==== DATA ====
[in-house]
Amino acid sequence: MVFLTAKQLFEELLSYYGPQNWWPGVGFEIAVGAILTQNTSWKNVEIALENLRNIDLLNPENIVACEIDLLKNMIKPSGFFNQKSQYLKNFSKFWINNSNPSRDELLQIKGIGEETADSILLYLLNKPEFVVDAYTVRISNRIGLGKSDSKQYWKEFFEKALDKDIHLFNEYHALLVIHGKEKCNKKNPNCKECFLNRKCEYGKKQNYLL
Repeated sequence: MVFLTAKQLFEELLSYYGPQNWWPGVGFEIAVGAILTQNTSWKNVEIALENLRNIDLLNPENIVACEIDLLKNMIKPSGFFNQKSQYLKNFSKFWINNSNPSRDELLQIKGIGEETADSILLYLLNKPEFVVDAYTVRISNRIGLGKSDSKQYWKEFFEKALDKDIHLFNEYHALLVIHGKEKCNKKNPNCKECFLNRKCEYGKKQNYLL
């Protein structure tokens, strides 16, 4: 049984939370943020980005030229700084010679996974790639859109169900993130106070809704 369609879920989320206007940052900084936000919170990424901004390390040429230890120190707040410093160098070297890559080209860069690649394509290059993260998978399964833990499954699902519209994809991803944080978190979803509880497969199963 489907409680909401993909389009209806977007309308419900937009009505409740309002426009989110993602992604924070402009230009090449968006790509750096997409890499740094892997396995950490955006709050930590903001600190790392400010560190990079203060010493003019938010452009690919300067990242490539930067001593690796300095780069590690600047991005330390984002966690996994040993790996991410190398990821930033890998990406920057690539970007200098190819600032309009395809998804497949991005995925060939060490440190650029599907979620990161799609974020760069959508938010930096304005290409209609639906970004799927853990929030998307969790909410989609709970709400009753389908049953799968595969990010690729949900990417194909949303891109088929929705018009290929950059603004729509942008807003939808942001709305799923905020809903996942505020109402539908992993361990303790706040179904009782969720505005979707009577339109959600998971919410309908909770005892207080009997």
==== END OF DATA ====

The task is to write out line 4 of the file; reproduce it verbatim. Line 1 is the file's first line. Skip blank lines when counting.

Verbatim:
């Protein structure tokens, strides 16, 4: 049984939370943020980005030229700084010679996974790639859109169900993130106070809704 369609879920989320206007940052900084936000919170990424901004390390040429230890120190707040410093160098070297890559080209860069690649394509290059993260998978399964833990499954699902519209994809991803944080978190979803509880497969199963 489907409680909401993909389009209806977007309308419900937009009505409740309002426009989110993602992604924070402009230009090449968006790509750096997409890499740094892997396995950490955006709050930590903001600190790392400010560190990079203060010493003019938010452009690919300067990242490539930067001593690796300095780069590690600047991005330390984002966690996994040993790996991410190398990821930033890998990406920057690539970007200098190819600032309009395809998804497949991005995925060939060490440190650029599907979620990161799609974020760069959508938010930096304005290409209609639906970004799927853990929030998307969790909410989609709970709400009753389908049953799968595969990010690729949900990417194909949303891109088929929705018009290929950059603004729509942008807003939808942001709305799923905020809903996942505020109402539908992993361990303790706040179904009782969720505005979707009577339109959600998971919410309908909770005892207080009997």